Aug 30, 2010

Seems to be Proust month for me. Check this book out if you're a fan:

Proust at the Majestic by Richard Davenport-Hines (Bloomsbury 2006)

In May 1922, just weeks after putting “Fin” to the pages of his great seven-volume work, In Search of Lost Time, Marcel Proust attended a gala event at Paris’s Majestic Hotel, a fête arranged by an American couple, Sydney and Violet Schiff, two of his greatest fans. (Sydney was later to become the first official English translator of Proust’s final volume, Time Regained, following the death of CK Scott Moncrieff in 1930.) The party brought Proust together with James Joyce, Serge Diaghilev, Pablo Picasso and Igor Stravinsky, all among the most renowned and highly regarded members of the Modernist avante garde. While the event may have been just one more example of the Schiffs’ parading Proust’s friendship to the world, the desire to create an epoch-making event was no doubt genuine, if just as self-serving. Sydney Schiff had writerly ambitions and saw Proust as the living embodiment of his artistic dreams. And while both hoped for a longer acquaintanceship, Proust was to die six months to the day following one of the grandest soirées Paris had seen in decades.

Still, this book is more than a fond reminiscence of a party, however grand. It’s also a perceptive critical examination of Proust’s work and life, and how each affected the other. Was Proust a homosexual? Rightly or wrongly, that question lies at the heart of his writing. Today, many would say yes. While he clearly had same-sex relationships, however, the answer may not be so simple, as Davenport-Hines explains it, and therein lies the key to at least part of his very complex work. While the theory that In Search Of Lost Time is a homosexual book with the sex and sexuality of many of the characters transposed to suit the mores of the times is an intriguing one, and anyone with a modicum of gaydar can attest to feelings of sexual-psychological falseness with at least some of the characters, nevertheless, Davenport-Hines contends quite convincingly that Proust revelled in sexual ambiguity and the emotional frisson generated by his unresolved and frequently unrequited relationships, beginning with the narrator’s youthful obsession with his mother. If the brain may be said to be the most important sexual organ then Proust’s outright denials of his homosexuality and his protestations of a more ambiguous amitié amoreuse may have validity after all. (And, coincidentally, making this book one of the longest instances of artistic foreplay on record.)

This is a refreshing work after many similar works that don’t quite so convincingly plumb the psychological depths of Proust’s intense and difficult makeup, as well as his complex artistry. Not surprisingly, it stands in marked contrast to the critical reception received at the time of the books’ initial publications (including the ones Proust did not live to see), as most of Proust’s contemporaries were inclined either to ignore or dismiss outright the books’ sexual themes—which are decidedly pronounced no matter how you read them—while a handful of critics complained in the name of public decency. The final chapter, dealing with the last months of Proust’s life and the aftermath of his death (the news was greeted with the sort of reaction a rock star might hope to receive today), is surprisingly moving and convincing in its verismo. Proust at the Majestic is one of the most impressive books of Proustiana to come along, whether read in its own right or as a counterpart to the work itself.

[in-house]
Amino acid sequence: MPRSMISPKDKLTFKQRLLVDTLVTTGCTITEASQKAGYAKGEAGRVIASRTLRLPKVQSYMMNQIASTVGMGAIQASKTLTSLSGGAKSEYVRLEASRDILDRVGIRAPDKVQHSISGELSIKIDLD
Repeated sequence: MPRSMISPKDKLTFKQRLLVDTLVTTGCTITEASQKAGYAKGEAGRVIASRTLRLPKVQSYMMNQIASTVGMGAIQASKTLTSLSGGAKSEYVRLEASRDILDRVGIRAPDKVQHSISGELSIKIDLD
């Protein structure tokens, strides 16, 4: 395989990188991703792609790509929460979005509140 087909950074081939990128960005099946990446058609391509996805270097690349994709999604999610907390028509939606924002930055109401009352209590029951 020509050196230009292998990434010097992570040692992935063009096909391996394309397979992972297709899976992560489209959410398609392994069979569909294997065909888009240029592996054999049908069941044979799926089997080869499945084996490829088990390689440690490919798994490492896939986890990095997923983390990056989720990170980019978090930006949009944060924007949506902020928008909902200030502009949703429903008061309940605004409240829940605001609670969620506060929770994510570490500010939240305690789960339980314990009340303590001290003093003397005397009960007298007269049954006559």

Aug 20

It’s always a pleasure to have a colleague over for dinner, and Gail Bowen is one of the most entertaining and fun writers I know. She and her very convivial hubby Ted came by of an evening at the end of Gail’s tour for her twelfth Joanne Kilbourne mystery, The Nesting Dolls (M&S.) We got to gossip and talk shop and send off a few of those invisible poison arrows that even the nicest writers long to let loose once in a while. Publishing industry dirt, oh my!

Aug 11

I've just heard that The Honey Locust has been long-listed for a ReLit Award. It's ALWAYS nice to be recognized by fellow writers, in whatever capacity, and the ReLit Awards are just that: founded in 2000 by Newfoundland author Kenneth J Harvey, ReLit stands for "Regarding Literature, Reinventing Literature, Relighting Literature." A noble aim, and one I am proud to be associated with in this or any year.

August 7

On the whole, it's been an unusual summer (and I don't mean the weather.) I've bounced back and forth from finishing a short film (a documentary on the life of comedian Rusty Ryan) through finishing up a song cycle for my friend, soprano Lilac Cana, to trying to get back to work on a novel I've started but can't quite get excited about. It's one thing to have choices, but another to make one. Maybe fall will bring me back to my senses and I'll start to wonder where summer went.


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